Friday, 6 May 2022

Croatia Through the Eyes of a Digital Nomad: Filling up on Ancient Poljička Soparnik

May 6, 2022 - If you’re culturally curious and hungry in Split, sample Poljička soparnik and savor some remarkable history to satisfy your craving.

An ancient Croatian republic is ruled by a book of statutes that includes protections for women and dogs. A young heroine sacrifices her virginity to seduce a Turkish general and then blow up his Ottoman army, thereby saving the republic. Pirates troll the Adriatic, along the republic’s seaside territory. Books are written in Glagolitic letters, the oldest known Slavic script. Priests cast the deciding vote to determine who will reign as the next publicly elected Great Duke. All citizens of the republic are free and literate, and they all go into battle.

02CBurkhardt_3431.jpegA book preserved from the early days of the Republic is written with the old Glagolitic letters.

Poljička Republika

Still with me? Welcome to the Middle Ages and the Poljička Republika, an autonomous community that existed on the land between Omiš and Split for nearly 700 years. This peasant community was self-ruled with an original legal system, a progressive social structure, and independence from the rest of the country. The people’s values are the secret sauce that kept them unified and helped them survive throughout centuries, and boy oh boy do they make an impression.

03CBurkhardt_3435.jpegA picture of a picture… a statue of Mila Gojsalić, the young Poljica heroine who helped defeat the Ottomans stands above Omiš; carved by Croatian sculpture Ivan Meštrović.

Today, their exclusive costumes, novel dance, and unique songs are recognized on UNESCO’s list of Intangible Cultural Heritage. And here’s the culinary piece you’ve been waiting for… The people’s traditional “peasant food,” soparnik, is on the list too and it’s furthermore protected by geographic origin per the European Union. Wow.

09CBurkhardt_3512.jpegThis village kitchen displays a map of the Poljica region, here showing where the Upper, Middle, and Lower territories of the Republic sit around Mosor Mountain.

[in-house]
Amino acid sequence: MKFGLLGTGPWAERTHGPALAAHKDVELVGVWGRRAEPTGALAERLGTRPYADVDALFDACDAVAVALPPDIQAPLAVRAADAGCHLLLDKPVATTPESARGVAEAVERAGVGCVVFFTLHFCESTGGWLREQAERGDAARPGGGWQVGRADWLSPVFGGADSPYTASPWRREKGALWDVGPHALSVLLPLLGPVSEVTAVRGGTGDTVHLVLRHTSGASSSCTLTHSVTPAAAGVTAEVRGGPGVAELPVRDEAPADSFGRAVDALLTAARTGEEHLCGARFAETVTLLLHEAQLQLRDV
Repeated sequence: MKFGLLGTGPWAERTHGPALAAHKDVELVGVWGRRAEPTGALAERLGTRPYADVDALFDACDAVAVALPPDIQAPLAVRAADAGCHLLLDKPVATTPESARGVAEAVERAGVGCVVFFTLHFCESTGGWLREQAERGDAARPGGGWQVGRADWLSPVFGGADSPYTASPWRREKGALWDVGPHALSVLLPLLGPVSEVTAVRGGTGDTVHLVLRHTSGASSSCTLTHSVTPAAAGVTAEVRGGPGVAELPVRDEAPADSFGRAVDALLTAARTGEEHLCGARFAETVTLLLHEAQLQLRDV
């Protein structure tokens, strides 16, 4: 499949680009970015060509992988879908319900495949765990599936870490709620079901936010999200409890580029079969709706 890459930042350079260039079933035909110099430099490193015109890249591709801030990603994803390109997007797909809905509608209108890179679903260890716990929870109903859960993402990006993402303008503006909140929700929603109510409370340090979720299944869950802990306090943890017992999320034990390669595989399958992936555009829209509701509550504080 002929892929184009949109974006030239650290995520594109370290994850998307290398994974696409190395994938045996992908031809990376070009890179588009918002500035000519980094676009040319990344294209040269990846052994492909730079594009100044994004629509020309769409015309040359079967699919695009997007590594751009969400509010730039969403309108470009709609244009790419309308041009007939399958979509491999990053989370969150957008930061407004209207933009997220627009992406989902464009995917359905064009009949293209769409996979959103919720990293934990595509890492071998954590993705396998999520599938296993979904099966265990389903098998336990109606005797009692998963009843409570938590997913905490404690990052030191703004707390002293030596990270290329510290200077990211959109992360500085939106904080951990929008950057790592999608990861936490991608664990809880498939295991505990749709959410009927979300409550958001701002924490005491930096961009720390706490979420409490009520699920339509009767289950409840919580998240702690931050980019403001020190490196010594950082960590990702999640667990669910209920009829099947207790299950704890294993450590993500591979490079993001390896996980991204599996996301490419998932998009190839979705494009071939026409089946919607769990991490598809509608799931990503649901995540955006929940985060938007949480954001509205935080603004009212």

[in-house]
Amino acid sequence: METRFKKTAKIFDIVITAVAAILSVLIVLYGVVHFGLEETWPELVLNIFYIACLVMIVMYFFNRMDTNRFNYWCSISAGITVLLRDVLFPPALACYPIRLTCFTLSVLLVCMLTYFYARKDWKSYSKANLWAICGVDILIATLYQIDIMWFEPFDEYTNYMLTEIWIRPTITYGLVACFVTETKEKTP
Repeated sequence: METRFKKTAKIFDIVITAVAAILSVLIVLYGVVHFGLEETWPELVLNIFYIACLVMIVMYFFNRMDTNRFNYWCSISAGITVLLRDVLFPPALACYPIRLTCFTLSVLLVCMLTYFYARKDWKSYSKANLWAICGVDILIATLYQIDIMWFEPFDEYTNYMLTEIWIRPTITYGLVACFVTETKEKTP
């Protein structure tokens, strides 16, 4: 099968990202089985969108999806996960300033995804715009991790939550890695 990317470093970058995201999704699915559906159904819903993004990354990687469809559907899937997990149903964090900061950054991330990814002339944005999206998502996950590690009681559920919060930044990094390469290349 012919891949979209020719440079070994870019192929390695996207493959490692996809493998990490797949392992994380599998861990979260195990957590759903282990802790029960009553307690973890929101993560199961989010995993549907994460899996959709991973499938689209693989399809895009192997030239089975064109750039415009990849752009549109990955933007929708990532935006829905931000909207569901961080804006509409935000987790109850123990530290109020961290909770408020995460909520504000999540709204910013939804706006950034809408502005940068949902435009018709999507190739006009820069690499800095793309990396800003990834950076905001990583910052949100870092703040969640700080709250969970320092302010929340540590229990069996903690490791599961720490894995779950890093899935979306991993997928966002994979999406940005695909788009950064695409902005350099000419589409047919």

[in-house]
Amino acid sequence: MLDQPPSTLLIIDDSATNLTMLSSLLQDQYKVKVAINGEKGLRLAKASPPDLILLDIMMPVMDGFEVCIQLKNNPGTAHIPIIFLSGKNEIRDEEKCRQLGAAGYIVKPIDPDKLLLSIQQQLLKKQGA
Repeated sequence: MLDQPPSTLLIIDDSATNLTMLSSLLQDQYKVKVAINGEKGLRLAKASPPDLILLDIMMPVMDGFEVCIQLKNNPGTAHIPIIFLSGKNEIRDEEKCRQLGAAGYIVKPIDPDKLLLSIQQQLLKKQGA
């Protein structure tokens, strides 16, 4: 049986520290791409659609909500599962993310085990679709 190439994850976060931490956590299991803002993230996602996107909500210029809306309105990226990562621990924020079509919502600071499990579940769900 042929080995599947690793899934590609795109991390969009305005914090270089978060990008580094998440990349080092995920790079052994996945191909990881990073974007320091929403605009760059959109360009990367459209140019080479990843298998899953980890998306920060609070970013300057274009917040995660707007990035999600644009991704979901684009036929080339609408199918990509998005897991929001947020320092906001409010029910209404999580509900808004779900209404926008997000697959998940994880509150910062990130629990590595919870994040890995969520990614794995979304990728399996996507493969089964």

Soparnik pie

The humble soparnik pie is a standout for its simplicity and its deliciousness and it’s possibly the best cultural ambassador for the ancient Republic and the current Poljica region. Once considered basic grub for the poor and workers, dating back to the Ottoman Empire, it’s still made from locally grown ingredients in the customary manner of the hinterland, including wooden equipment and an open stone oven.

04CBurkhardt_3384.jpegA massive oak tree near the Church of St. Cyprian grew up during the heyday of the Poljica Repubic and is thought to range from 400-700 years old.

Soparnik is easy and quick enough to make and it consists of flour, water, salt, olive oil, chard, onion, and garlic. So particular are the cooks, they can tell you the difference between onions grown in their back yard versus those on the other side of the mountain. With so few ingredients, this skill is a testament to the resourcefulness of people with little means, using their natural surroundings to create sustenance, which, by the way, happens to be quite tasty and filling.

In the kitchen

In family homes, Grandma Milka teaches granddaughter Mila precisely how to roll the dough on a sinija—a round wooden board that measures 90-110 cm in diameter (35-43 inches)—to get a perfect, thin consistency. She also mentions that the blitva (chard) needs to be dried after being washed so the dough won’t get soggy.

05CBurkhardt_3587.jpegA wood stick and a large wood platter are the basic kitchen equipment for rolling dough.

If you noticed the similarity of their names, that’s intentional. Boys’ and girls’ names are derived from their grandparents, per an old-world practice that’s still carried out.

Embers and ashes

Back in the kitchen… once the first layer of dough is covered with the vegetable mixture, a second layer is placed on top and the pie is sealed with a braided edge; ready for the oven. Then the massive soparnik is slid off the sinija and onto the hot stone. The next step made me gasp, it was covered with embers and ash. No!